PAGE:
In all your life, have you ever seen a raven that wasn’t black? That probably leads you to conclude that all ravens are black. Of course, it’s impossible to see every raven that ever existed and ever will exist, but from the evidence you have on hand, it’s pretty fair for you to make the statement, “All ravens are black.” Put into a logical form, the argument looks like this:

Proposition 1: All ravens are black.

Evidence 1: This raven is black.

According to logic, the statement “All ravens are black” has the equivalent form “All non-black things are non-ravens” — or in regular English, “Everything that isn’t black isn’t a raven.” The same way that every black raven you see supports your first conclusion, every non-black non-raven you see (A green apple! A school bus! A Smurf!) supports it, too. This builds upon our argument like this:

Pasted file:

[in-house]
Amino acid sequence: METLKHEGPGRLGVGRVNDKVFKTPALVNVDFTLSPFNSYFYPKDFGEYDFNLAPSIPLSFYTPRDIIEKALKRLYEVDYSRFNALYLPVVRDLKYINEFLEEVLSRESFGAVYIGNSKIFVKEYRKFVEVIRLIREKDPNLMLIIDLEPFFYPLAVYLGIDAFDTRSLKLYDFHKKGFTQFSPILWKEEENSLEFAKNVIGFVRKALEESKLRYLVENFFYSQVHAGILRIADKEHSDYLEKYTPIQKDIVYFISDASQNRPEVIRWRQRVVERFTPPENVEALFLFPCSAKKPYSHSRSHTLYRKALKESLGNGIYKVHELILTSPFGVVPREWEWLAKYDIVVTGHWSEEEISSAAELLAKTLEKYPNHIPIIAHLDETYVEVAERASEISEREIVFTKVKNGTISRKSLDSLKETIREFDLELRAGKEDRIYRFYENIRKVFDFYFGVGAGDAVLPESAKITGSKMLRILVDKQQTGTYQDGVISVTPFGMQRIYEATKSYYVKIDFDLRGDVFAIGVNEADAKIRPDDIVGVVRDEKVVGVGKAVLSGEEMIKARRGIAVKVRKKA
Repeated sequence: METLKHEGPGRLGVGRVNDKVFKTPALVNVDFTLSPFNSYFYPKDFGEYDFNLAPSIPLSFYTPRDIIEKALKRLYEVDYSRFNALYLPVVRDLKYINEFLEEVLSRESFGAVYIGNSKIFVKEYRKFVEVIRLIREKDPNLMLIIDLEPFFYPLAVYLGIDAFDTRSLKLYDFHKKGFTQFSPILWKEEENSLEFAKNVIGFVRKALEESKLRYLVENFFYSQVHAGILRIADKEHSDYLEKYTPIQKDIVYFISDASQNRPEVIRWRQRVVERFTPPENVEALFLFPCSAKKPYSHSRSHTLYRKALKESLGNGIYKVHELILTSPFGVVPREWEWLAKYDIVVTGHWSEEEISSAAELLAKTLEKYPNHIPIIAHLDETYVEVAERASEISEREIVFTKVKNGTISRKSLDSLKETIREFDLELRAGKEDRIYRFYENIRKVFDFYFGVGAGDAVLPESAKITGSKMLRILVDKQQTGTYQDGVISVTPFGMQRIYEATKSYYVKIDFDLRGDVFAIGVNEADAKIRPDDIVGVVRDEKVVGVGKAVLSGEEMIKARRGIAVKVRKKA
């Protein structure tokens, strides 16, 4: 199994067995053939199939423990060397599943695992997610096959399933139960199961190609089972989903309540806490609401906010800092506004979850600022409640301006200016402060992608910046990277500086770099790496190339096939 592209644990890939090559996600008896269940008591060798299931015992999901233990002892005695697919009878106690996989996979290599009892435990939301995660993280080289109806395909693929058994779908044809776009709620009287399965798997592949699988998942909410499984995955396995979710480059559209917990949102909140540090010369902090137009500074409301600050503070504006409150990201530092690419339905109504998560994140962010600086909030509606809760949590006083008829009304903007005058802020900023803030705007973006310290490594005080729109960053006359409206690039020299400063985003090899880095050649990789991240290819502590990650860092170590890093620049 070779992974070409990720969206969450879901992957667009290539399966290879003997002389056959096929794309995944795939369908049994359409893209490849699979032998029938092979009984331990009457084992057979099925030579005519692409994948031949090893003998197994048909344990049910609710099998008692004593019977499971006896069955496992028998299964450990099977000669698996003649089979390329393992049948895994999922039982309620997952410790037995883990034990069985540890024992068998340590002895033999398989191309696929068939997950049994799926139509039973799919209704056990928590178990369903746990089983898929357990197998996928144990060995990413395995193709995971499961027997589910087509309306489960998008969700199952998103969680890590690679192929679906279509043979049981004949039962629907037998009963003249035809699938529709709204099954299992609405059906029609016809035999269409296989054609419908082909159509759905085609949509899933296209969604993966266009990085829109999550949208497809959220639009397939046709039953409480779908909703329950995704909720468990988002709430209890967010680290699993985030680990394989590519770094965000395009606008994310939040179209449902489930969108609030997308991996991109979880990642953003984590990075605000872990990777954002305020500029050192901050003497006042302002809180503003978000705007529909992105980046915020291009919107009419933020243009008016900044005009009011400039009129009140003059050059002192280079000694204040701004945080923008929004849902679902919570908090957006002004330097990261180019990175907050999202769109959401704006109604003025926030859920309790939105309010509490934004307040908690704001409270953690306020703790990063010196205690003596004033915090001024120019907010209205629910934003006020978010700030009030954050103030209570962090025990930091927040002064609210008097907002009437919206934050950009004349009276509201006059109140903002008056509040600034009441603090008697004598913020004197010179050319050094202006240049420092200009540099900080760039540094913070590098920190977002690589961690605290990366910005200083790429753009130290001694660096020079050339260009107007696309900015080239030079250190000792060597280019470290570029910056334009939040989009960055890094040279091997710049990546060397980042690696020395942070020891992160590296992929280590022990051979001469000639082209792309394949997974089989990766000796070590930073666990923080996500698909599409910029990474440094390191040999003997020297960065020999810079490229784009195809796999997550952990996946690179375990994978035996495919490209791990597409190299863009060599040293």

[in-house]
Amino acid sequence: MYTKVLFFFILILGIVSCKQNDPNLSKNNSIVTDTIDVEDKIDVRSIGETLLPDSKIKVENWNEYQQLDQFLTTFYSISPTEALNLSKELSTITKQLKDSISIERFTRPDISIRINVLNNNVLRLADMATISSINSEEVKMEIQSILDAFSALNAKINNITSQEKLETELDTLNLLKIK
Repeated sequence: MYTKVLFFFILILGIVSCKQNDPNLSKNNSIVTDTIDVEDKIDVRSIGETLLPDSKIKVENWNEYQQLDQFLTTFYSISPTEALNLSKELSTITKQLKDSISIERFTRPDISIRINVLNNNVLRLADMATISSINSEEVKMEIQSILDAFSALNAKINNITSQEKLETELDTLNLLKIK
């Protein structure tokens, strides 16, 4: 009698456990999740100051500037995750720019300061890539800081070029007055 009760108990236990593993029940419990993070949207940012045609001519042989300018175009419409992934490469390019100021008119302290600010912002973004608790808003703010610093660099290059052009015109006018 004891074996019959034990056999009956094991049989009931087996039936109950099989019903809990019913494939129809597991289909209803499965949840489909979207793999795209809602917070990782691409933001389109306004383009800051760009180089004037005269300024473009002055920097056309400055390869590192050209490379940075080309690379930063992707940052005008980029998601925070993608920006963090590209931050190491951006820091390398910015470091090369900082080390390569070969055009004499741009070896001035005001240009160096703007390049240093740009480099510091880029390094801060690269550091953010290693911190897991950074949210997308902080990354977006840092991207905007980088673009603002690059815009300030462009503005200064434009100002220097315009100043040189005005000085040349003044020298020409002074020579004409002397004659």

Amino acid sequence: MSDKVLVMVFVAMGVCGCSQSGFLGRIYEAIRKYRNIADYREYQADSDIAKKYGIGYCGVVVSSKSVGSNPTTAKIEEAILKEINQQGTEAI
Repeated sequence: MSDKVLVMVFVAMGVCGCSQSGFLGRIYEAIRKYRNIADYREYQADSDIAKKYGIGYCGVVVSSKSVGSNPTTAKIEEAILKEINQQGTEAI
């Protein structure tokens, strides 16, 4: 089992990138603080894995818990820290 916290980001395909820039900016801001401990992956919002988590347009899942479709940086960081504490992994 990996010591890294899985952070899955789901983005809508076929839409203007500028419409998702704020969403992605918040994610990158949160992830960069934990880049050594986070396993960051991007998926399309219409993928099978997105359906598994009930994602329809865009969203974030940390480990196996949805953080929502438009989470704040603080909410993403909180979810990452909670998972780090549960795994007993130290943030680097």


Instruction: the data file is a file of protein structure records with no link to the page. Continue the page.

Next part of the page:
Proposition 1: All ravens are black.

Proposition 2: All non-black things are non-ravens.

Evidence 1: This raven is black.

Evidence 2: This green apple is not a raven.

Though the raven example is almost absurdly simple, the paradox itself highlights a potential issue with the scientific method. Does every piece of evidence — even a piece of evidence unrelated to your topic (e.g. ravens) — really support your hypothesis, just because it doesn’t contradict it? Is the scientific method taking us into fallacious territory?

Ultimately, though, many argue the raven paradox isn’t so paradoxical. Though it doesn’t jibe with our intuition that a green apple would have a bearing on raven’s hue, that’s a problem with our intuition. A green apple does provide an almost imperceptible grain of support for the “All ravens are black” hypothesis. A black raven just provides a lot more. (1)

We all try to find evidence to support our views.

Trying to prove God exists.

But He does not need evidence.

He simply is.

And the evidence is all around us.

Even when they are not.

Or better: especially when there are not.

Oh…

Look at that raven…

Yes, there is a God.

Look at all the evidence against Him…

## Quantum mechanics. Time. Causality. Irrational. Hiding the meaning of life…